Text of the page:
Another industry that benefited from the policy, railroads, grew hand-in-hand with agriculture. Together the Homestead Act, along with the Union Pacific measure and subsequent laws subsidizing trans-continental railroads, encouraged the development of the west, to the benefit of agriculture and the national economy.
There are lessons in this success story for contemporary industrial policy. Notice, for example, that in creating the USDA and helping build land-grant colleges the government contributed to the education of farmers and the dissemination of agricultural knowledge. This laid the foundation for a more prosperous agricultural industry.
Notice, too, that the three agriculture-focused measure were all aimed at expanding the opportunities available to large numbers of citizens. That cannot be said of some industrial policies.
One of the most potent arguments against industrial policy is its tendency towards cronyism -- big subsidies to small numbers of well-connected fat cats. The 19th century railroad industrial policy, however necessary, was vulnerable to that criticism.
Lincoln's industrial policy in support of agriculture wasn't. His aim was to provide large numbers of people the opportunity to advance in life by becoming owners of property and businesses.
As Robert Hormats put it, Lincoln "flatly rejected the popular notion that society needed a permanent class of low-wage workers to provide the foundation for economic progress -- an idea that in its most extreme form was the rationale for slavery." As Lincoln saw it people might start off as low-wage workers, but they would save money and eventually buy their own tools and go to work for themselves. "To Lincoln, the promise of upward mobility was key both to the nation's economic growth and to its social stability." (https://hbr.org/…)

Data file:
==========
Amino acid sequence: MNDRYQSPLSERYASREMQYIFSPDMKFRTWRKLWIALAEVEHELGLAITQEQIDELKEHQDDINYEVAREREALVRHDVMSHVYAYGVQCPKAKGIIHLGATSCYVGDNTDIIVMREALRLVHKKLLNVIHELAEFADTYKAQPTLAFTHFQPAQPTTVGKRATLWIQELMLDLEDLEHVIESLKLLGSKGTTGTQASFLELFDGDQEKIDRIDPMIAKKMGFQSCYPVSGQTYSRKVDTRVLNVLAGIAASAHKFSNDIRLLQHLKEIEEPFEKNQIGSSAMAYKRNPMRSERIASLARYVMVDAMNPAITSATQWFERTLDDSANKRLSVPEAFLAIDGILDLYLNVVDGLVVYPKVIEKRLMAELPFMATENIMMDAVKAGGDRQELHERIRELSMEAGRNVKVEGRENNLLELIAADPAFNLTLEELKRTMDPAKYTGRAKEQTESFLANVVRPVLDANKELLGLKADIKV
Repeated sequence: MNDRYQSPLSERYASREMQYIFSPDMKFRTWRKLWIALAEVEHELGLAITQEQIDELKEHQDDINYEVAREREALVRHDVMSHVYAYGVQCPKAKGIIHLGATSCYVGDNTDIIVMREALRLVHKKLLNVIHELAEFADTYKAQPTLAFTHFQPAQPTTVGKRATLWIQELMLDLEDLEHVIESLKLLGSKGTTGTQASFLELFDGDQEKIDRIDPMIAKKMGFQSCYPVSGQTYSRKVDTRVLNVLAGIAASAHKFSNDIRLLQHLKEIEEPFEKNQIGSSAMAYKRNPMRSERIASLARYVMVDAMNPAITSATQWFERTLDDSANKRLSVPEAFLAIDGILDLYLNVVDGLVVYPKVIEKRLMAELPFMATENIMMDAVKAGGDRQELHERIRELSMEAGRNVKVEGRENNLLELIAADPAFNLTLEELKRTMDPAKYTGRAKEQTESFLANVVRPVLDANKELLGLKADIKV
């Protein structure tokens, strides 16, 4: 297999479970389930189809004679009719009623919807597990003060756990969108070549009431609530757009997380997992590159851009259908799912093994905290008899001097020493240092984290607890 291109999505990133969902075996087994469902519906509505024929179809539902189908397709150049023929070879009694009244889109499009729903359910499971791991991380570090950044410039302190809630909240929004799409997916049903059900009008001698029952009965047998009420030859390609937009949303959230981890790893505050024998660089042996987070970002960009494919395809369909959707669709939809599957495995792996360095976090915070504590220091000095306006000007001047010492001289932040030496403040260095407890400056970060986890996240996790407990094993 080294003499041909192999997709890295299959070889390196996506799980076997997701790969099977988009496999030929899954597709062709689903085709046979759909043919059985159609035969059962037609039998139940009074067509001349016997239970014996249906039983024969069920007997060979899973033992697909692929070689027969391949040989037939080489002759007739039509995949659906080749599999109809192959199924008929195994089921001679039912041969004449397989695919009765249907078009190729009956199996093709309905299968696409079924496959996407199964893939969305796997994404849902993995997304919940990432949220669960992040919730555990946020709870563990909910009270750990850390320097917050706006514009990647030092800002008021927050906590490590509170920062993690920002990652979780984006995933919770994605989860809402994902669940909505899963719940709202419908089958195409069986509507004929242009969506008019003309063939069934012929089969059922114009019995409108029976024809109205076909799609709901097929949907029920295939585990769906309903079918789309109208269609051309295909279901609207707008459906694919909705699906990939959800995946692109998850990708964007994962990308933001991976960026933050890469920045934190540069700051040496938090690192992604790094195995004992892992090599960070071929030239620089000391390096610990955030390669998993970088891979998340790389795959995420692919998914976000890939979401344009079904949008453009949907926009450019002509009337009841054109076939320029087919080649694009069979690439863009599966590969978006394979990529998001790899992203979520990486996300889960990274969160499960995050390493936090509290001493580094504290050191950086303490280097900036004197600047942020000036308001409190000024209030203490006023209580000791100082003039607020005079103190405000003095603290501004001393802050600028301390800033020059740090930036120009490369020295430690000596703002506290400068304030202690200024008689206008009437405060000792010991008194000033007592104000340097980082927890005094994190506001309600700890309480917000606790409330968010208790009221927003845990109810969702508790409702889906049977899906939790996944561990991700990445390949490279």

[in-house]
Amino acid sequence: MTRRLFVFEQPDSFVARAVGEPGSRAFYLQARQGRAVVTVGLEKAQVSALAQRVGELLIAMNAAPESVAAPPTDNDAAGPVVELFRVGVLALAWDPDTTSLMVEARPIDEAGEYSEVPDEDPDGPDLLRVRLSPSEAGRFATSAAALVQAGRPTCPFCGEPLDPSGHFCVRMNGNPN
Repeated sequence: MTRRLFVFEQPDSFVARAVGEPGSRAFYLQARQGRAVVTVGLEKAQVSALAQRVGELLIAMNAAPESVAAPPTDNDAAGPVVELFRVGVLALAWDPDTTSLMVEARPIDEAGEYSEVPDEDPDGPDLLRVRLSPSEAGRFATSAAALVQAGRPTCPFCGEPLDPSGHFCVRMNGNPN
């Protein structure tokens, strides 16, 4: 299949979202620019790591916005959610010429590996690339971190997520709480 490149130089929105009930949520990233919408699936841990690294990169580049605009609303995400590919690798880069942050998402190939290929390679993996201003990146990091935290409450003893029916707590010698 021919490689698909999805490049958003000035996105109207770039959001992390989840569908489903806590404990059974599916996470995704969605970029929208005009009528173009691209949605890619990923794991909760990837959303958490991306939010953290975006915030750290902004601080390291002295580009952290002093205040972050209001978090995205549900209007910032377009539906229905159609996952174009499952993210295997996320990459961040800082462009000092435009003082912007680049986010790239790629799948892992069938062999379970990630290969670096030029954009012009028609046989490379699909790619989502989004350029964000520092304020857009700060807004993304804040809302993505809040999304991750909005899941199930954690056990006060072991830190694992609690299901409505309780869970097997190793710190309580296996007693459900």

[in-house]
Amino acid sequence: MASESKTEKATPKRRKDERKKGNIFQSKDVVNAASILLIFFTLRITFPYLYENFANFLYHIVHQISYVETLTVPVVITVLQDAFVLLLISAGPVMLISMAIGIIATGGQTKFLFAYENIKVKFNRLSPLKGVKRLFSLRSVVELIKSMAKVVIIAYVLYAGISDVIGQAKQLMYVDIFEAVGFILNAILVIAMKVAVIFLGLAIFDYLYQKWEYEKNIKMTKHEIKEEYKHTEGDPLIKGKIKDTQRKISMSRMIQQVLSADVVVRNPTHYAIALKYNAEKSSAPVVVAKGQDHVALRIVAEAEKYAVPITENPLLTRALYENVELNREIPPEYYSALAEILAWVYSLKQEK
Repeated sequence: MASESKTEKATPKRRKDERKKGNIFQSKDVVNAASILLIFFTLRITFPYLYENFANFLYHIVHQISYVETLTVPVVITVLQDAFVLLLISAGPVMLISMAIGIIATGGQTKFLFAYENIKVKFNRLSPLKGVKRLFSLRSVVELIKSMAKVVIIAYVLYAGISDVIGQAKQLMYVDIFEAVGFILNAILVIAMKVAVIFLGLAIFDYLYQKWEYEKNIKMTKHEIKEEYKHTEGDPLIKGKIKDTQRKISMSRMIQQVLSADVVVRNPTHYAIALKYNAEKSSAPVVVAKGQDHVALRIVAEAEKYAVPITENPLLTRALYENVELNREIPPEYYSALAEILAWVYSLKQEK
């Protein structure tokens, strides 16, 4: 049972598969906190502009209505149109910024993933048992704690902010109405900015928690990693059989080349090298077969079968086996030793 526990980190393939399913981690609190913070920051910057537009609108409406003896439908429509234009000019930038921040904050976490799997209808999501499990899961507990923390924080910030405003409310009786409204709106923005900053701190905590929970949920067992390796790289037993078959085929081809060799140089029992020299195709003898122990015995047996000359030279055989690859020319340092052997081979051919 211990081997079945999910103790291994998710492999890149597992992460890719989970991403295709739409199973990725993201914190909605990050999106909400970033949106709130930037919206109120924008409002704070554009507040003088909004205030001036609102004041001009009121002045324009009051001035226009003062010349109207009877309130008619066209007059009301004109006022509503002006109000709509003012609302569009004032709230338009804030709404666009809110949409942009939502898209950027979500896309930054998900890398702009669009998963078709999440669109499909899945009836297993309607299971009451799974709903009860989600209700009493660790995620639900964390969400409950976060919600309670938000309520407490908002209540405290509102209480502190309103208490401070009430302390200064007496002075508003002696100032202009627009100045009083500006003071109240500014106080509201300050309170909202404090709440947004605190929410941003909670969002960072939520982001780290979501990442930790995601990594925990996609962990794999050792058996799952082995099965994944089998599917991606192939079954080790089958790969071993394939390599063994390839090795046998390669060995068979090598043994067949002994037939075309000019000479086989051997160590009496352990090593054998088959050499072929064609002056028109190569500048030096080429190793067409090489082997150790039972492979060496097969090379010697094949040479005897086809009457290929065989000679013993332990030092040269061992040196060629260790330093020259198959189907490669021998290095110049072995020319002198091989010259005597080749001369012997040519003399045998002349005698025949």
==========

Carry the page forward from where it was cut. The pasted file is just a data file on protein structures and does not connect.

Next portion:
Applying Lincoln's lessons today, industrial policy should focus on knowledge and education and aim to help large numbers of people move into higher-wage jobs. One specific way to do that: Government can finance programs enabling more Americans to get apprenticeships or associate degrees that will prepare them for those jobs.
If manufacturing is to expand in the U.S., it will likely be highly automated manufacturing requiring fewer workers but more highly educated (and better-paid) ones. Manufacturers say they're being held back from new investments of this sort by a big shortage of skilled workers. A Lincoln-inspired industrial policy could address that.
This is one of those things, like rural broadband, that everyone in Washington (including both presidential candidates) favors yet it never seems to get done, or at least get done at sufficient scale to make a difference. Since both candidates agree that we need an industrial policy, now is the time to adopt an industrial policy that Abraham Lincoln would applaud.
Urban Lehner can be reached at email@example.com